Remember the documentary film “Thirst”? Did you know that the producers have now published a book? “Thirst: Fighting the Corporate Theft of Our Water” from Wiley imprint Jossey-Bass.
Thirst: Fighting the Corporate Theft of Our Water,”
Alan Snitow and Deborah Kaufman
Is water a human right, or a commodity to be bought, sold, and traded in the global marketplace? Will it become the oil of the 21st century? A source of profit for those in control, and a commodity available only to those who can afford to pay?
Out of sight of most Americans, global corporations like Nestle, Suez, and Veolia are rapidly buying up our local water sources –lakes, streams, and springs– and taking control of public water services. In their drive to privatize and commodify water, they manipulate and buy politicians, clinch back room deals, and subvert the democratic process by denying citizens a voice in fundamental decisions about their most essential public resource.
The citizen response has stunned some of the world’s largest companies. It’s an apple pie, grassroots rebellion that crosses conventional political lines. Democrats, Republicans, radicals, evangelicals converge to defend their water and their democracy from government complicity in corporate globalization. It’s a hometown resistance with global reach, and it is the template for a future movement to take back democratic control of public space, resources, and institutions from corporate oligarchies.
THIRST investigates eight recent high-profile controversies over the corporate takeover of water (and wastewater treatment) in the U.S, and illuminates how citizens are fighting back in heartland communities like Stockton, CA, Lexington, KY, Holyoke, MA, and Mecosta County, MI. Political corruption, high stakes financial takeovers, and behind the scenes maneuvering by some of the richest corporations characterize a David and Goliath battle in which local citizens muster creative and often surprising organizing methods to preserve their right to local, public control of this precious resource.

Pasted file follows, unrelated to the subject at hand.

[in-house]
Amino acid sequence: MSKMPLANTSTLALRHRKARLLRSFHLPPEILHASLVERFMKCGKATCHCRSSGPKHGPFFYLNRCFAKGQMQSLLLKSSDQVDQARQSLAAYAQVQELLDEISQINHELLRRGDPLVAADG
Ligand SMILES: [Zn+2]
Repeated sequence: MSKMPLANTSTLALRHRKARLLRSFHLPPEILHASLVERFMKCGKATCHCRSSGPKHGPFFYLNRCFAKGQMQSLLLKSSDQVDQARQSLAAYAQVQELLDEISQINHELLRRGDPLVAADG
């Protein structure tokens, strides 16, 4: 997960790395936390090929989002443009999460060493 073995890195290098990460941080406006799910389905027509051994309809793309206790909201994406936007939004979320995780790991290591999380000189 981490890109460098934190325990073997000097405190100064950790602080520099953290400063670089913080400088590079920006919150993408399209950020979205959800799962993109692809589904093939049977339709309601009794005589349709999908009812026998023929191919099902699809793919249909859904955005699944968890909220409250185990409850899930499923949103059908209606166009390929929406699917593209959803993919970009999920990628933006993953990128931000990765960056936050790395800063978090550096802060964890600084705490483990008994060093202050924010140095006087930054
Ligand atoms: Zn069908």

The PBS documentary Thirst showed how communities around the world are resisting the privatization and commodification of water. Now THIRST, the book, picks up where the documentary left off, revealing the emergence of controversial new water wars here in the United States.
THIRST exposes the corporate attempts to:
• Take over municipal control of water in communities around the country
• Buy up rights to groundwater in the US
• Create and corner the market on bottled water
It also shows how people in affected communities are fighting back to keep water affordable, accessible, sustainable and public:
• By creating new methods to challenge the corporate juggernaut in an age of globalization
• By challenging tired clichés of Republican and Democratic political alignments
We are at the tipping point in the new, global water wars. The United States is ground zero. What happens in the next few years will determine the fate of water and our basic democratic rights. THIRST is a battlefield account of the conflict.